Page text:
Brown continues to call regularly and texts almost daily with inspirational messages such as "Adversity only visits the strong. It stays with the weak."
"Shawn never asked me for anything, but I want to help him because I find his attitude, his courage and his spirituality monumentally inspiring," Brown said from his home in Baton Rouge, La. "I love this kid. I can't imagine facing a terrible situation with as much courage as he has."
There's no hint of sorrow or self-pity in Harrington's voice as he discusses what's next for him. The support he receives strengthens his resolve to continue the work that drew him back to the embattled community he calls home.
He'll continue coaching his Beverley-sponsored youth team, the Pat Bev Hoyas, insisting his players become true student-athletes, "maybe good enough to get their college paid for because education is the key to success in life."
Marshall remains close to his heart. Last week Harrington promoted a benefit doubleheader at the school to raise money for the family of Hargrays, a Marshall teammate and classmate who died in a car accident in January. Arthur Agee and fellow members of Marshall's 1991 "Hoop Dreams" squad participated, as did players from the 2008 state champions and 2010 third-place finishers.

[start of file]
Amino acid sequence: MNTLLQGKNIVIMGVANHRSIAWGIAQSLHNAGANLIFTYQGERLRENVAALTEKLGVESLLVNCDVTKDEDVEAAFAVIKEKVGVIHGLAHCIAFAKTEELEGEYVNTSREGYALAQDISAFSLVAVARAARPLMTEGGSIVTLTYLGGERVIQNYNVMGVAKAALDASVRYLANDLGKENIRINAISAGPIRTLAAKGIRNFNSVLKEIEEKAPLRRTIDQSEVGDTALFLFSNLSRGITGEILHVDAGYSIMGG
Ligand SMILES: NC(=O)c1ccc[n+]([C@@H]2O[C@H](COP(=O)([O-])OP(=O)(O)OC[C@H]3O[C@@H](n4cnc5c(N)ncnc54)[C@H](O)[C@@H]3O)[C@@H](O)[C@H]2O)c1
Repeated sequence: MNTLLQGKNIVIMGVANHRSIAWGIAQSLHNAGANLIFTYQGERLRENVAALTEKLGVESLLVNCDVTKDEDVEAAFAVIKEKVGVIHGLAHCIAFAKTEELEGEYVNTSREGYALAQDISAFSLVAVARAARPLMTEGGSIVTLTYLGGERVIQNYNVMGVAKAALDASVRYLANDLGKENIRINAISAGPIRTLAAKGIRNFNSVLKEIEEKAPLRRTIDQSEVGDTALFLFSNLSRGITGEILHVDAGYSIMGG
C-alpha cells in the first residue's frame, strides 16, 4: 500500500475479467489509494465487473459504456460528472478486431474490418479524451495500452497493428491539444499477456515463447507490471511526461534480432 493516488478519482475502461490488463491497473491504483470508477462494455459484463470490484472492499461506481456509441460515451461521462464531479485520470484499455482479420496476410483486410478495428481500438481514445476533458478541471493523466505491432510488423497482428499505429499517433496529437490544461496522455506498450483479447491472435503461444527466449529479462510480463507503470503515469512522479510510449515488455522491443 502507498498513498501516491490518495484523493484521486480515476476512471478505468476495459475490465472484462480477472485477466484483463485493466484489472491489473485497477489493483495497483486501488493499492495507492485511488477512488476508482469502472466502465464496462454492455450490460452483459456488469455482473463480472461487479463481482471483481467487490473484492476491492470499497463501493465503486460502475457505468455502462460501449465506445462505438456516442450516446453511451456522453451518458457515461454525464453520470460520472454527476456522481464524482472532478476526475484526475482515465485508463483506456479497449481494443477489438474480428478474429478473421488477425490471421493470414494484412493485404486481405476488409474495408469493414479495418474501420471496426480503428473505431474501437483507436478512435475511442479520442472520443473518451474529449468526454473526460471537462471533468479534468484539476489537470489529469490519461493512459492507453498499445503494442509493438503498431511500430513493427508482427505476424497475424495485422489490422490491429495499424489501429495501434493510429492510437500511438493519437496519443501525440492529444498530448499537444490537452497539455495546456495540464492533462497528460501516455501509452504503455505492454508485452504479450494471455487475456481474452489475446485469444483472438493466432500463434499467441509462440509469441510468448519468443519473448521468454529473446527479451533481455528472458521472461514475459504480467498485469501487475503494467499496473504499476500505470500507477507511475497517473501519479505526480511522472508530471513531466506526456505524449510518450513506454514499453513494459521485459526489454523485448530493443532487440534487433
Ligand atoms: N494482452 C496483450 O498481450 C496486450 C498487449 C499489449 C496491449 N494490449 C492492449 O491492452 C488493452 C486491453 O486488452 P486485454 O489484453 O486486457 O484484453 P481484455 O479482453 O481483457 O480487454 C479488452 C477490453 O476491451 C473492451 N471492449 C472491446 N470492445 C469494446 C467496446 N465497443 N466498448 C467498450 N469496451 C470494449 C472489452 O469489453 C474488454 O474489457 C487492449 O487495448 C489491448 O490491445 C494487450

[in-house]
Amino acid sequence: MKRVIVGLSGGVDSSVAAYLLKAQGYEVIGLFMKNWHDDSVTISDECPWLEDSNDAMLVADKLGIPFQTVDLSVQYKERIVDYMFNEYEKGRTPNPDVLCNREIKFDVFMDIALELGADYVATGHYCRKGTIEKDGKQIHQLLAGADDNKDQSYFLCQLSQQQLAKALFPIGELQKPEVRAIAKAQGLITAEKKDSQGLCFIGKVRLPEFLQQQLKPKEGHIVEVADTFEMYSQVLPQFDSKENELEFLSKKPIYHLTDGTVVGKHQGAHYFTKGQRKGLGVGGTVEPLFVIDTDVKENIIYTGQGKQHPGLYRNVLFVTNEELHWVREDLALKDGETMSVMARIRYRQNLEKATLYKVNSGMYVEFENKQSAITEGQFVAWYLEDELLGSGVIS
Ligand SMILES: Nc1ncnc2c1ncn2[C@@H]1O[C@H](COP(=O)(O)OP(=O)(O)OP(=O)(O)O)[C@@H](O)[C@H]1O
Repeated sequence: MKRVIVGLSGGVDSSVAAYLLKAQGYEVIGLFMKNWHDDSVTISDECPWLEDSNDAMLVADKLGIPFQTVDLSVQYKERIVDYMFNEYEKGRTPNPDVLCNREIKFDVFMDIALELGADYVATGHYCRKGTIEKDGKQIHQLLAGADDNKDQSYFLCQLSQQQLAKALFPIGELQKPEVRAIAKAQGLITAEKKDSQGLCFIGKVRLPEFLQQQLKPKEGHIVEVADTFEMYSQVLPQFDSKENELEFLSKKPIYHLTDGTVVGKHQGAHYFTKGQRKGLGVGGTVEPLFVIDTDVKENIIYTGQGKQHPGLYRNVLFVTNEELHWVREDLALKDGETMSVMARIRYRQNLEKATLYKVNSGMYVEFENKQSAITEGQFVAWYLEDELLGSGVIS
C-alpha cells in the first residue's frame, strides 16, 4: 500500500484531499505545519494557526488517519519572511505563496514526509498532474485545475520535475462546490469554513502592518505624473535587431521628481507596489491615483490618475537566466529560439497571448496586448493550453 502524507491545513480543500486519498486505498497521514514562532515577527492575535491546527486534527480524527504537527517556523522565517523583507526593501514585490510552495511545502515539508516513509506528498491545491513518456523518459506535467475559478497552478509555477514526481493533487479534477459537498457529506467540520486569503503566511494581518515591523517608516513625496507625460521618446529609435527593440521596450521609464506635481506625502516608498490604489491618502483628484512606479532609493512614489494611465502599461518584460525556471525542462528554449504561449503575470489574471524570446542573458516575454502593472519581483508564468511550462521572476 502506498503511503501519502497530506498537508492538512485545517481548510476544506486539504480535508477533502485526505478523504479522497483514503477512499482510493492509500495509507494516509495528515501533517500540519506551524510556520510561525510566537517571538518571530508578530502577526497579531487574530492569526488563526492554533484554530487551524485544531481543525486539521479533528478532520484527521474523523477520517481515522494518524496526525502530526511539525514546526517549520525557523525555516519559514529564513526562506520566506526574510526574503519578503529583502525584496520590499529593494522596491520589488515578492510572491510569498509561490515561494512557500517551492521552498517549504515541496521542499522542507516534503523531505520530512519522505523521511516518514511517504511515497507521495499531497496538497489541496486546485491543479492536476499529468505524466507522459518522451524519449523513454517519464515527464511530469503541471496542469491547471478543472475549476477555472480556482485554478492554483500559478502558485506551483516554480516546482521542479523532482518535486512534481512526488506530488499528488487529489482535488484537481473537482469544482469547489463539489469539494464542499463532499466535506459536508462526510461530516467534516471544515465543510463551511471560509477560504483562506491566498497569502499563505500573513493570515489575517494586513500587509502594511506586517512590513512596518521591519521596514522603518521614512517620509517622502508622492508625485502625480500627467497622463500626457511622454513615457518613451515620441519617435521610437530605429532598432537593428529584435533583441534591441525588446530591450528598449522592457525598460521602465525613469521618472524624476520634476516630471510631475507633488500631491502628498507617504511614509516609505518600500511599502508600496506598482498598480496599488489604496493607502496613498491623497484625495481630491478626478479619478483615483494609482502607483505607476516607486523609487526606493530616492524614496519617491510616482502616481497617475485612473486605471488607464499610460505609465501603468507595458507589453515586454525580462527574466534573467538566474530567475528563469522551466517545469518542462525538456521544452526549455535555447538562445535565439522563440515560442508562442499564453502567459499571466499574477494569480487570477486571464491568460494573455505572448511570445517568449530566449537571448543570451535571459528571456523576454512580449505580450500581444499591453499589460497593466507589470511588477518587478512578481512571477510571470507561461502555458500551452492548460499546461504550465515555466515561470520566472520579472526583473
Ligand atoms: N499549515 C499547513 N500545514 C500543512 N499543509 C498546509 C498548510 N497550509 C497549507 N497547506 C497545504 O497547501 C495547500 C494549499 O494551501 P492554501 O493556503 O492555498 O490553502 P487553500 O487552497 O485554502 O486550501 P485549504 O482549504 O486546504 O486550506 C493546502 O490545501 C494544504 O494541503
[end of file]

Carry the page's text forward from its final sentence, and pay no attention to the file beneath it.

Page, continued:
Harrington was gratified by the turnout; more so by the number of his former charges who seem headed toward success in life.
"You're expected to win at Marshall," he said. "It's what you do afterwards that really matters. To see so many guys coming back with their degrees, doing well, being productive — that's what it's all about for me. It was awesome to see the kids mature into good young men."
Harrington is discussing a position as a restorative justice counselor with Chicago Public Schools. He would work with youngsters on resolving conflicts and considering consequences before they turn violent.
"Think before you act," he said. "Don't just lash out. Kids are killing each other over Facebook posts. That behavior has to change."
As he works at reassembling a shattered life, Shawn Harrington is more attuned to what he can give than to what has been taken from him.
"It's been one blessing after another, so the deal for me is to enhance and improve the lives of kids in the inner city," he said. "I'm going to keep helping kids expand their horizons. They can learn from my story."
Dan McGrath | Chicago Tribune